Lenin, from Finland, repeatedly wrote to the Bolshevik leadership encouraging them to set a date for insurrection in order to push aside what was left of the Provisional government and take full power into the hands of the Soviets – now under Bolshevik control. He said it was crucial the time was not lost. If the insurrection was put off, the workers would lose confidence and apathy would follow. A missed opportunity would open the door once again to another Kornilov.
At such acute times, as Engels explained, 25 years can be as a day and then in one day can be summed up the essence of 25 years. Or as Lenin put it, “insurrection, delay is fatal”. Every experienced trade union delegate today knows the importance of timing in winning support for industrial action.
But hesitation existed amongst some of the Bolshevik leaders. Kamenev and Zinoviev opposed Lenin. “Is the Russian working class in just a position (to take power) today?”, they wrote, “No, a thousand times no!!!” (their emphasis).
One Bolshevik wrote of the Central Committee (CC) receiving one of Lenin’s letters. “The letter was read: We all gasped. No one had yet put the question so sharply. No one knew what to do. Everyone was at a loss for a while. Then we deliberated and came to a decision. Perhaps this was the only time in the history of our party when the CC decided to burn a letter of Comrade Lenin’s.
Less than two weeks before the actual insurrection, Kamenev and Zinoviev went public with their doubts. Lenin was furious with this breach of discipline in a such a life and death situation, “l no longer consider either of them comrades and l will fight with all my might… to secure the expulsion of both of them from the Party.”
It was only on October 24th that Lenin managed to get the MRC, which was entrusted with the leadership of the insurrection, to establish a sub-committee to draw up a plan. The fight could have gone on longer if the Provisional government had not only hours later moved to close down the Bolshevik printing presses. MRC Chairperson Trotsky was awoken and told of this provocative move. He gave the fateful orders to move and within a short space of time and with little bloodshed the Bolsheviks were in power.
On October 25th, the 2nd All-Russian Congress of Soviets was held and it approved the transfer of power to itself.
It is clear from even a cursory look at the events of 1917 that the role of the Bolsheviks, and Lenin himself, was crucial to victory. No end of revolutions have broken out this century with just as much heroism from the workers. But the existence of a well-organised party of Marxism, with deep roots in the working class, is vital to victory.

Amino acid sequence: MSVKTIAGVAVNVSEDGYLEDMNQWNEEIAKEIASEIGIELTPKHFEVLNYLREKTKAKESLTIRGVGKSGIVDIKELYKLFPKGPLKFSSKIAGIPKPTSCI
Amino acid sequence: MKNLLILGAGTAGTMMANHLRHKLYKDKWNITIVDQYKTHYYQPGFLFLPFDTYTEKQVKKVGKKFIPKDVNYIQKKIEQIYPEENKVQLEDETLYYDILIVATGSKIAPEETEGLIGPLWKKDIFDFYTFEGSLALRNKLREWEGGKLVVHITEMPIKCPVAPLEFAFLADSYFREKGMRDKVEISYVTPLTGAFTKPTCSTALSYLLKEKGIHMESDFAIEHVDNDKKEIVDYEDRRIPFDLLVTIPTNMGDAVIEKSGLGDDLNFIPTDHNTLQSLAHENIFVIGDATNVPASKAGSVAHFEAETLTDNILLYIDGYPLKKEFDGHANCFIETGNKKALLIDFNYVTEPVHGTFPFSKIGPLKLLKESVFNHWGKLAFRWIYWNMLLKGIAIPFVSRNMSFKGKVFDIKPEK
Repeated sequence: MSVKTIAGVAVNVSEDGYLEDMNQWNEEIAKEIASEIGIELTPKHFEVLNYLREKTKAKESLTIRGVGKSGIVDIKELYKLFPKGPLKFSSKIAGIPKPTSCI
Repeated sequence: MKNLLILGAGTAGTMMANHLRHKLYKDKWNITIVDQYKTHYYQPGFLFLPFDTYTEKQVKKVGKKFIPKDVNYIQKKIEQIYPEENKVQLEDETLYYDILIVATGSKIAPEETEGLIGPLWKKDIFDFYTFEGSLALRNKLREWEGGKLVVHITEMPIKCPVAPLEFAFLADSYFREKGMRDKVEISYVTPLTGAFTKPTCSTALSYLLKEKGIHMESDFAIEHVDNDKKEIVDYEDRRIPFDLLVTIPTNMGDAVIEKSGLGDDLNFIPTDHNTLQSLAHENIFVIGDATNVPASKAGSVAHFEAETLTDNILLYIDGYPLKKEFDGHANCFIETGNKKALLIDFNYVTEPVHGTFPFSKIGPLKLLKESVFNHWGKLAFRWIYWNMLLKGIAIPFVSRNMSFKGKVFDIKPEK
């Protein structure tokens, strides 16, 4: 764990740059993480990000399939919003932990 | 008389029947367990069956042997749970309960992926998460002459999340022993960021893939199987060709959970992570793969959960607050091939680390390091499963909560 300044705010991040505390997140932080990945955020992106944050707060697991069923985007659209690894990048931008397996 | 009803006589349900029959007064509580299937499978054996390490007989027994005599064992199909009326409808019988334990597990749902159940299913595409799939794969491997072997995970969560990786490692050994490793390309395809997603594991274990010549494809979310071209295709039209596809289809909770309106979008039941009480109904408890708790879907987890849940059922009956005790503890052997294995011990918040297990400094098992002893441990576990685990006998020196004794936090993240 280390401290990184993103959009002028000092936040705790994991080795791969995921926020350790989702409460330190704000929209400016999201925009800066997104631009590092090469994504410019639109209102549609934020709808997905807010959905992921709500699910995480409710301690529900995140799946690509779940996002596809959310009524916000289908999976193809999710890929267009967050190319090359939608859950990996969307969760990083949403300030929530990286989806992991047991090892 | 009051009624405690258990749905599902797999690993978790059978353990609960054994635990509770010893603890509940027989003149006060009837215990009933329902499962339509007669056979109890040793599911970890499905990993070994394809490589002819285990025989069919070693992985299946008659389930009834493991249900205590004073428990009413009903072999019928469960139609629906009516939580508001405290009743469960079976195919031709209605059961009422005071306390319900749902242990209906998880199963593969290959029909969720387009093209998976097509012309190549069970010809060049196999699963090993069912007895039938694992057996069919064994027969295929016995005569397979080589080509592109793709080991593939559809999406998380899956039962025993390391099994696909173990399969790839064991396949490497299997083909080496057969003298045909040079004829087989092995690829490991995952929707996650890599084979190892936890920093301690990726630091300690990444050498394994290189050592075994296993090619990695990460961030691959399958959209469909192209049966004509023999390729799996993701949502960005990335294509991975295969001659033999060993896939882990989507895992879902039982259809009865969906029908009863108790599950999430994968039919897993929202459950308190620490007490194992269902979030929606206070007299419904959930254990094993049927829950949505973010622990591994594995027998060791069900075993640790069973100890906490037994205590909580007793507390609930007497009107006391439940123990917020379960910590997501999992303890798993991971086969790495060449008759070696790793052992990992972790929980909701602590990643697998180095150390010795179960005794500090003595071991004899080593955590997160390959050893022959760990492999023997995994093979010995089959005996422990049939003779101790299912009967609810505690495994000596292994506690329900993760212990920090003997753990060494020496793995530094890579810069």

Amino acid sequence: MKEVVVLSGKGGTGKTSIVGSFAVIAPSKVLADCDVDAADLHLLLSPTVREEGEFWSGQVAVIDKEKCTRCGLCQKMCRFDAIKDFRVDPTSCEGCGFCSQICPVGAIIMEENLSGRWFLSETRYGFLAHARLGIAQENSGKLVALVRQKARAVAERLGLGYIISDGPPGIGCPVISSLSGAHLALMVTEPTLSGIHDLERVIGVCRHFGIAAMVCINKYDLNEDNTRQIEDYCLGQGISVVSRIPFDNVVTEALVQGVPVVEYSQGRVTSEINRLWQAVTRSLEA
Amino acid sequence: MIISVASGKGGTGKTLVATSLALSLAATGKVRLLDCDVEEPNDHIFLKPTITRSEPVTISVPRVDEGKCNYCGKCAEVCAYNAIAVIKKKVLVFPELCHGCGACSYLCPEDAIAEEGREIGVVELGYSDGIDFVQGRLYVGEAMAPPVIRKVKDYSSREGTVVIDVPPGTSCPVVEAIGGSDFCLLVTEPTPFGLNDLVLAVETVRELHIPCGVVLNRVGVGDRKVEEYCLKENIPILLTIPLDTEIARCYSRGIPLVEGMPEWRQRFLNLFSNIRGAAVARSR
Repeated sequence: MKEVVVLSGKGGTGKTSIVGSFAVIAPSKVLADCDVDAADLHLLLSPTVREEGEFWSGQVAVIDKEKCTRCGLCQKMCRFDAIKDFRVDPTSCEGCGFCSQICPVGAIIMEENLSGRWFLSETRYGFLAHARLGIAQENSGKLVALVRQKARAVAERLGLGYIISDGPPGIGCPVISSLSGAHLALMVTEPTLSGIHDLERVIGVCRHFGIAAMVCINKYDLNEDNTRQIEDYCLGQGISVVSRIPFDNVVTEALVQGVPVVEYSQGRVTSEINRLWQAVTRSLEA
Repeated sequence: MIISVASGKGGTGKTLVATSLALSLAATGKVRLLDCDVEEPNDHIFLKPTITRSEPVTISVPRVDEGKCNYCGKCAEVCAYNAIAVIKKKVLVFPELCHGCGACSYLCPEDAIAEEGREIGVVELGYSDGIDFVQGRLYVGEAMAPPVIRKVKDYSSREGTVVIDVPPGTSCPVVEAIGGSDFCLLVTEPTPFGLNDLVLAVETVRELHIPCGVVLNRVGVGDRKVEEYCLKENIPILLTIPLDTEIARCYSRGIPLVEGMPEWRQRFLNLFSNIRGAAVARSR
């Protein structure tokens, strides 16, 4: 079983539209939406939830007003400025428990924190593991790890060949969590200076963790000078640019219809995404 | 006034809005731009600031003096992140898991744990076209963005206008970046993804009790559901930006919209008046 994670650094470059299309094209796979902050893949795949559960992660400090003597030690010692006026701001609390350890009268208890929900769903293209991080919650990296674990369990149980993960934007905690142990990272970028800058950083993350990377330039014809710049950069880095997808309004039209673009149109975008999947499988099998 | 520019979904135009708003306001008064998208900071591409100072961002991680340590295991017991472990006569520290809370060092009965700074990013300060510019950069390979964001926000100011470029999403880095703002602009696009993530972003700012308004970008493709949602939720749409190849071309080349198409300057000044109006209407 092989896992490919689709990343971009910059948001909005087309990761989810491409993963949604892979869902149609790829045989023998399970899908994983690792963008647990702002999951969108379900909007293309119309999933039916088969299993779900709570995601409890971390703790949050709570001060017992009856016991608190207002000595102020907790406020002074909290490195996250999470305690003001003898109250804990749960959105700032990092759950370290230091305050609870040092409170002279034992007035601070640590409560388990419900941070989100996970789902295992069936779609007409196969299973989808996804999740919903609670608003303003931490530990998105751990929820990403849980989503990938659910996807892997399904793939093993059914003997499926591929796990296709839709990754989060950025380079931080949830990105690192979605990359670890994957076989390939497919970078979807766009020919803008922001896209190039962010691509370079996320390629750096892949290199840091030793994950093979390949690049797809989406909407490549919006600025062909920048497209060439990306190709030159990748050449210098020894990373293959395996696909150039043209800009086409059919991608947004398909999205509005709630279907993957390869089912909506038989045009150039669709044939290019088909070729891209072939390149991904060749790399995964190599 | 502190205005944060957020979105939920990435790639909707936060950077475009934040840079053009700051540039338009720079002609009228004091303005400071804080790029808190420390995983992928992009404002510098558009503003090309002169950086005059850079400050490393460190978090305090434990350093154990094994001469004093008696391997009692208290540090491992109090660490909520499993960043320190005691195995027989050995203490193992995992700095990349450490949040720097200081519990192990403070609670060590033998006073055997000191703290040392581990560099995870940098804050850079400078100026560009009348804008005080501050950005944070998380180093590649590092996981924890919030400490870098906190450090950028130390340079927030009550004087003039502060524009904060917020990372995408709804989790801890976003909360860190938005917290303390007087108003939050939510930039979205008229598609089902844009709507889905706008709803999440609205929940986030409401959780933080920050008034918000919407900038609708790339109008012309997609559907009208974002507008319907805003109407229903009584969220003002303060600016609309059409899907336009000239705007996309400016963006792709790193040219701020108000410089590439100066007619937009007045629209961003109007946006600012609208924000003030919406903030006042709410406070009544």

As the news of the Russian Revolution filtered through to workers internationally, it had a huge effect. From Australia to South Africa, from Britain to the US, advanced workers sought to emulate the new Russia where ‘janitors became Chief Justices’. When the German workers moved to take power a year later, huge demonstrations of celebration broke out in Russian cities. It appeared the world revolution had begun. It seemed to many workers they were witnessing the revolutionary birth of a new world out of the womb of capitalism, with all its wars, famine and poverty…
Important difference between Russia in 1917 and the struggle for socialism in Australia today
* Unlike Russia in 1917, the Australian workers and their families make up a majority of society. There are close to three million blue and white collar workers in trade unions. They are educated, literate and, in effect, make society work. Room for a bureaucracy with a monopoly on administration and technical skills to capture state power from the workers is therefore much reduced compared to the backward Russia of 1917.
* The greater internationalisation of the world (economically, culturally, politically, technically) guarantees a spreading of a genuine workers’ democracy from one country to the next. The experience of the Eastern European revolutions against Stalinism shows how revolutions spread and no country’s ruling elite can isolate ‘their’ masses from the virus.
* The material conditions for socialism are already in place. It is just that capitalism cannot use new and already existing technology without forcing millions on the dole, turning inventions to weapons of mass destruction etc.The major domestic reason for the degeneration of the Russian Revolution was it’s economic backwardness. Australia is an advanced industrial nation – a different kettle of fish entirely.
* The Labor and trade union leaders at present are way to the Right of even the most right-wing of the workers and peasants organisations in Russia 1917. This is a crucial factor in retarding political consciousness. Furthermore the absence at this stage of a large Bolshevik-like tendency in Australia will mean the fight for socialism will be more drawn out. However as illusions internationally in the New World Order and the “triumph of capitalism” increasingly come into conflict with the realities of everyday existence for working class people, the ideas that inspired the October Revolution will once again gain a mass echo.
By Stephen Jolly